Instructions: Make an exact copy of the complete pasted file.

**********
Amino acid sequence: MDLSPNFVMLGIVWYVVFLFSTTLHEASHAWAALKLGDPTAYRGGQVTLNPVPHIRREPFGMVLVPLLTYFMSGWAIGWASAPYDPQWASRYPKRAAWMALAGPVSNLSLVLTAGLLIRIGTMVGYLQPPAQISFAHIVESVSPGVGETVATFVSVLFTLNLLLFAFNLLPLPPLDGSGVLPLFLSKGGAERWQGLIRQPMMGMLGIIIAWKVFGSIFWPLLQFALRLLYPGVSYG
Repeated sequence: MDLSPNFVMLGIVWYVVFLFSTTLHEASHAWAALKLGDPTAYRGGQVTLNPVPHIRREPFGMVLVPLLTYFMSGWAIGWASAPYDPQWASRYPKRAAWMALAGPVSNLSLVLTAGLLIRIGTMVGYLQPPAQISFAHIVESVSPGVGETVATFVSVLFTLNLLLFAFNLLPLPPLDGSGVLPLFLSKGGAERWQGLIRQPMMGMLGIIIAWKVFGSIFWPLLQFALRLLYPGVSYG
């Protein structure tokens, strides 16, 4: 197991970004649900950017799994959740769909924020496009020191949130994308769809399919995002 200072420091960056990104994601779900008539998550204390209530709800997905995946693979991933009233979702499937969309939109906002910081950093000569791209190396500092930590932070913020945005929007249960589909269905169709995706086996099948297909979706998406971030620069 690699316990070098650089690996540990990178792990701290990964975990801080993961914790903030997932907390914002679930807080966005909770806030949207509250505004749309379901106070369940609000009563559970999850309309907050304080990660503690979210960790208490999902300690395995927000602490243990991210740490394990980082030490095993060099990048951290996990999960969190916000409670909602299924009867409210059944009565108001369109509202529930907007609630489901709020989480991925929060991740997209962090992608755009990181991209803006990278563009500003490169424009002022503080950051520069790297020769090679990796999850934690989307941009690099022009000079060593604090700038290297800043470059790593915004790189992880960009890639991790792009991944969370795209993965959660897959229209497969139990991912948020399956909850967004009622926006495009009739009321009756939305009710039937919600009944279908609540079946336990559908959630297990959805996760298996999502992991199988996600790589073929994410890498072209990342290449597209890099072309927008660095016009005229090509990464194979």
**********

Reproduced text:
Amino acid sequence: MDLSPNFVMLGIVWYVVFLFSTTLHEASHAWAALKLGDPTAYRGGQVTLNPVPHIRREPFGMVLVPLLTYFMSGWAIGWASAPYDPQWASRYPKRAAWMALAGPVSNLSLVLTAGLLIRIGTMVGYLQPPAQISFAHIVESVSPGVGETVATFVSVLFTLNLLLFAFNLLPLPPLDGSGVLPLFLSKGGAERWQGLIRQPMMGMLGIIIAWKVFGSIFWPLLQFALRLLYPGVSYG
Repeated sequence: MDLSPNFVMLGIVWYVVFLFSTTLHEASHAWAALKLGDPTAYRGGQVTLNPVPHIRREPFGMVLVPLLTYFMSGWAIGWASAPYDPQWASRYPKRAAWMALAGPVSNLSLVLTAGLLIRIGTMVGYLQPPAQISFAHIVESVSPGVGETVATFVSVLFTLNLLLFAFNLLPLPPLDGSGVLPLFLSKGGAERWQGLIRQPMMGMLGIIIAWKVFGSIFWPLLQFALRLLYPGVSYG
């Protein structure tokens, strides 16, 4: 197991970004649900950017799994959740769909924020496009020191949130994308769809399919995002 200072420091960056990104994601779900008539998550204390209530709800997905995946693979991933009233979702499937969309939109906002910081950093000569791209190396500092930590932070913020945005929007249960589909269905169709995706086996099948297909979706998406971030620069 690699316990070098650089690996540990990178792990701290990964975990801080993961914790903030997932907390914002679930807080966005909770806030949207509250505004749309379901106070369940609000009563559970999850309309907050304080990660503690979210960790208490999902300690395995927000602490243990991210740490394990980082030490095993060099990048951290996990999960969190916000409670909602299924009867409210059944009565108001369109509202529930907007609630489901709020989480991925929060991740997209962090992608755009990181991209803006990278563009500003490169424009002022503080950051520069790297020769090679990796999850934690989307941009690099022009000079060593604090700038290297800043470059790593915004790189992880960009890639991790792009991944969370795209993965959660897959229209497969139990991912948020399956909850967004009622926006495009009739009321009756939305009710039937919600009944279908609540079946336990559908959630297990959805996760298996999502992991199988996600790589073929994410890498072209990342290449597209890099072309927008660095016009005229090509990464194979």